"I'm here to say, 'Not so fast," Shargel said. "I look forward to cross-examining David Letterman, because I don't think the full story is before the public. There's much more to this story." Freed on $200,000 bail, Halderman faces up to 15 years in state prison if convicted.
Last week, Letterman revealed to the studio audience that he'd received a package three weeks ago containing a threat to reveal those indiscretions if he didn't pay up.
In a press conference last week before Halderman's arraignment, Manhattan District Attorney Robert Morgenthau said Halderman demanded to be paid $2 million in an initial meeting with Letterman Sept. 9, when Halderman allegedly waited outside Letterman's New York City apartment.
Halderman had threatened to reveal "personal and private information" if Letterman did not accede to his demand to purchase a one-page screenplay he presented at the initial meeting, said Morgenthau.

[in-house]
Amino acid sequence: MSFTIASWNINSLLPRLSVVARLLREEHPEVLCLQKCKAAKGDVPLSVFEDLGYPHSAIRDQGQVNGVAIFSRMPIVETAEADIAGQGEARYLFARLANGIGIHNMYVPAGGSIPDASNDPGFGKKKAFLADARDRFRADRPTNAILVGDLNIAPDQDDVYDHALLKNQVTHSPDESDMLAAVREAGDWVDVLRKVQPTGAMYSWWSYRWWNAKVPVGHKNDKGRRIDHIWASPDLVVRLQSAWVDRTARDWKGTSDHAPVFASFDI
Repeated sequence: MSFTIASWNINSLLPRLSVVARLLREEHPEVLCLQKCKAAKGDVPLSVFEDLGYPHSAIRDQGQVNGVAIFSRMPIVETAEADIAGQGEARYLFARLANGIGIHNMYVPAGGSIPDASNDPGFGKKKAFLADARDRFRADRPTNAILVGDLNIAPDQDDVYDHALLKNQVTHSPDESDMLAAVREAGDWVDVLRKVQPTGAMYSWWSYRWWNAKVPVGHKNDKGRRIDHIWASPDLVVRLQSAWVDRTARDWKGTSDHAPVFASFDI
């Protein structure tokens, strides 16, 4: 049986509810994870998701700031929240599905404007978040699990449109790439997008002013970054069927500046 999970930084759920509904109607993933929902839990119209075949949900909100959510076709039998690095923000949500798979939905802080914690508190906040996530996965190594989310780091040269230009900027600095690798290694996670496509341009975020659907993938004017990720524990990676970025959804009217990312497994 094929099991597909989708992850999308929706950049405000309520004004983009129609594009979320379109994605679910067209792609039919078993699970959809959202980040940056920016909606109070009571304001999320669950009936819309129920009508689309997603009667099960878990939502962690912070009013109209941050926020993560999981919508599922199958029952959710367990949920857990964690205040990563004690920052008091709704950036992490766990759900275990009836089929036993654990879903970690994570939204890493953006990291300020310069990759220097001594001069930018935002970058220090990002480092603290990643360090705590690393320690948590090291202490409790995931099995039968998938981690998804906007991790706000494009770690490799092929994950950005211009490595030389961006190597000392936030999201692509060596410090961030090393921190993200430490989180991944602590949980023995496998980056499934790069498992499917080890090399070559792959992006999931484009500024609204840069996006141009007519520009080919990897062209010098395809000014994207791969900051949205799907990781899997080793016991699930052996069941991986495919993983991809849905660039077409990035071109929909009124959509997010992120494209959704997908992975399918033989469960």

The district attorney said the screenplay described a scenario in which Letterman's world would "collapse all around him" and would lead to a "ruined reputation."
Three subsequent meetings between Letterman and Halderman were recorded by Letterman's attorney, Morgenthau said.
Shargel told "Good Morning America" that he had not yet had a chance to hear the tapes that prosecutors say prove his client tried to extort Letterman, nor read the transcripts.
And while Shargel admitted that Halderman did attempt to cash Letterman's phony $2 million check, "the surrounding circumstances are what's relevant," Shargel said.
ABC News' Eileen Murphy, Michael James, Lindsay Goldwert, Brandon Bodow and Richard Esposito contributed to this report.